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Dried Shrimp: Is this a Southern thing?


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#1 Creola

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Posted 23 November 2012 - 09:22 PM

In Louisiana the stores sell small bags of dried shrimp that are used as snacks or to cook with.We also purchase the shrimp, or catch them, to dry ourselves as I have done. Do others eat/ use these shrimp and if so how? I recently bought 120# of 60/80 shrimp and we boiled them in very salty water and lay them out on a metal sheet to dry while picking through and removing the heads .They are then put in crawfish sacks. After a week of taking in at night and putting out in the day and shaking the shells off we now have 15# of dried shrimp,so i would appreciate ideas on using them. I have only used them as a snack shrimp 001.JPG . nov 2012 133.JPG

#2 heidih

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Posted 23 November 2012 - 09:34 PM

I am sure some more knowledgeable folks will chime in but I do know that dried shrimp are important in Asian and Hispanic cuisines. They are sold even in my local big chain markets. I had no idea about their history in the South. Eager to hear more.

#3 liuzhou

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Posted 23 November 2012 - 10:22 PM

They are widely used in Chinese cuisine in stir fries, soups, egg fried rice and hot pots.

http://liuzhou.co.uk...-food-44-xiapi/

I too, would be interested in what you do with them in your neck of the woods.

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#4 ScottyBoy

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Posted 24 November 2012 - 01:10 PM

I love frying big batches in plenty of oil and saving it. This shrimp oil is a big part of making certain Thai dishes and was that "as good as a restaurant in Thailand" revelation for me. But they use fresh shrimp shells. I like the dried because it so much cheaper bought from my local hispanic store.
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#5 HungryC

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Posted 24 November 2012 - 04:48 PM

Dried shrimp in SE LA Cajun cooking used to be pretty common, prior to freezing of shrimp. How else would you make seafood gumbo in the dead of winter? Many old school cooks still use dried shrimp to flavor gumbos and stews. I'm especially fond of a dried shrimp and potato stew (with a roux). Dried shrimp also show up in mirliton (chayote) dishes, cooked with white beans (navy beans), and are eaten out of hand as a snack. Powdered dried shrimp are a powerful boost to any seafood stock. In short, use em to deliver shrimp flavor to the backbone of a dish in the same way you would use smoked meats to flavor a dish....

#6 Creola

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Posted 24 November 2012 - 08:38 PM

I am sure some more knowledgeable folks will chime in but I do know that dried shrimp are important in Asian and Hispanic cuisines. They are sold even in my local big chain markets. I had no idea about their history in the South. Eager to hear more.

They are widely used in Chinese cuisine in stir fries, soups, egg fried rice and hot pots. http://liuzhou.co.uk...-food-44-xiapi/ I too, would be interested in what you do with them in your neck of the woods. Posted Image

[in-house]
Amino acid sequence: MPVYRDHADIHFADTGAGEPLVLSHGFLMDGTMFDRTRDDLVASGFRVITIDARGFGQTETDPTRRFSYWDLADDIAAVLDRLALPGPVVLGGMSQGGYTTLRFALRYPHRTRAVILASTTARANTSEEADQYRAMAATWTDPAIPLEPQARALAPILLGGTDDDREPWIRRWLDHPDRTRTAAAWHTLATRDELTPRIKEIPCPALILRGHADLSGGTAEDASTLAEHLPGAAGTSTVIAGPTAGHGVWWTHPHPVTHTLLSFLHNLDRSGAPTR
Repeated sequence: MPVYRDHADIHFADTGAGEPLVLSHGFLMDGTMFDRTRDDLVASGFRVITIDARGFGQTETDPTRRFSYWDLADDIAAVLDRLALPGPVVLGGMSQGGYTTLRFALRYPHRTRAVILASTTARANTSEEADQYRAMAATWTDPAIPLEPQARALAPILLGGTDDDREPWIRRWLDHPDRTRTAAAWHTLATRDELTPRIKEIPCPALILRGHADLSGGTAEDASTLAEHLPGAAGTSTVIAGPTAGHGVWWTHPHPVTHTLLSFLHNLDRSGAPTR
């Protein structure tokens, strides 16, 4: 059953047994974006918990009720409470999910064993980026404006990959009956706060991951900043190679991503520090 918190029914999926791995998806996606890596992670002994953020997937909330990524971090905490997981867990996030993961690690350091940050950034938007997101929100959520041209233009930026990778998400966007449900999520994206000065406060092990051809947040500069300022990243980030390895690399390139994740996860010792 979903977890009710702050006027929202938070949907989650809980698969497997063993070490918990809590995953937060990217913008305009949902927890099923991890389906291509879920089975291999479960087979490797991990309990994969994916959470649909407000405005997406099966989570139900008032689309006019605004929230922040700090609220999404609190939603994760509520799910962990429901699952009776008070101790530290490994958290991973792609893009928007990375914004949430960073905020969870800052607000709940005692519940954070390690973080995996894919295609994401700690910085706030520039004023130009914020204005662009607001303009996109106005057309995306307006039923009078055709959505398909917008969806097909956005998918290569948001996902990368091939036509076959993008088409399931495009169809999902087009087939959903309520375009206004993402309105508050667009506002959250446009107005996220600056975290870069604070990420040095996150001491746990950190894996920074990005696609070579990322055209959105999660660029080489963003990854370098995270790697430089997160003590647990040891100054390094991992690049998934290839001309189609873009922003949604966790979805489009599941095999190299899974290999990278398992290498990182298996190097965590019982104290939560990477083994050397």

heidih I didnt realize they were used in Hispanic cooking. liuzhou, the xiapi looked to be dried from a raw state as they are white,but I imagine they are so tiny it would not matter.

I love frying big batches in plenty of oil and saving it. This shrimp oil is a big part of making certain Thai dishes and was that "as good as a restaurant in Thailand" revelation for me. But they use fresh shrimp shells. I like the dried because it so much cheaper bought from my local hispanic store.

I will try this soon ScottyBoy because I love Thai food and need to practice more Thai recipes.I do use my shells in my stocks.

Dried shrimp in SE LA Cajun cooking used to be pretty common, prior to freezing of shrimp. How else would you make seafood gumbo in the dead of winter? Many old school cooks still use dried shrimp to flavor gumbos and stews. I'm especially fond of a dried shrimp and potato stew (with a roux). Dried shrimp also show up in mirliton (chayote) dishes, cooked with white beans (navy beans), and are eaten out of hand as a snack. Powdered dried shrimp are a powerful boost to any seafood stock. In short, use em to deliver shrimp flavor to the backbone of a dish in the same way you would use smoked meats to flavor a dish....

HungryC, I have had people tell me they use the shrimp in gumbo but I was thinking instead of fresh shrimp which the texture would not appeal to me,but to use powdered shrimp is a revelation. I could use the powder in more ways than whole,like fritter batters or a shrimp dip. We are putting away a portion for our emergency supplies, Cajun jerky lol.

#7 liuzhou

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Posted 24 November 2012 - 08:50 PM

liuzhou, the xiapi looked to be dried from a raw state as they are white,but I imagine they are so tiny it would not matter.


Yes. The xiapi are salted and dried raw.

Edited by liuzhou, 24 November 2012 - 09:05 PM.


#8 ChefRobb

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Posted 26 November 2012 - 04:30 PM

I just had an interesting thought.